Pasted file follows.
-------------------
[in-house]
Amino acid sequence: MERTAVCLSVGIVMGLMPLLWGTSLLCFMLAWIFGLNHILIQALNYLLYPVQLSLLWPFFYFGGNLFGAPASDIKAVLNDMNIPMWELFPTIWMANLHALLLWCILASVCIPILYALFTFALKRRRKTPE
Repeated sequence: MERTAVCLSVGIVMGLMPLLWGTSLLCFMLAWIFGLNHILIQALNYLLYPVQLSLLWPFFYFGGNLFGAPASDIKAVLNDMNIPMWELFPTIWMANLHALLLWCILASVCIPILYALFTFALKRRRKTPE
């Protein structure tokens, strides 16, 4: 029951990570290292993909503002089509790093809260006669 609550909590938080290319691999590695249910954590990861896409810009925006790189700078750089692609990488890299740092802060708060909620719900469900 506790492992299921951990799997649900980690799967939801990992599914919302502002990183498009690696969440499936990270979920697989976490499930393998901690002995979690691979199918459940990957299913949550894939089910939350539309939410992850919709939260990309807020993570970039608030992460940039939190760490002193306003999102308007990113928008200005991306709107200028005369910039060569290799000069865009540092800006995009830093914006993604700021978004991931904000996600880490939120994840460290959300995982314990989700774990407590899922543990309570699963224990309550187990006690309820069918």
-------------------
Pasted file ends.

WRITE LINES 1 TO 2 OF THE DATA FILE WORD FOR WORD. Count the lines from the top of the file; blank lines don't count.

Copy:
[in-house]
Amino acid sequence: MERTAVCLSVGIVMGLMPLLWGTSLLCFMLAWIFGLNHILIQALNYLLYPVQLSLLWPFFYFGGNLFGAPASDIKAVLNDMNIPMWELFPTIWMANLHALLLWCILASVCIPILYALFTFALKRRRKTPE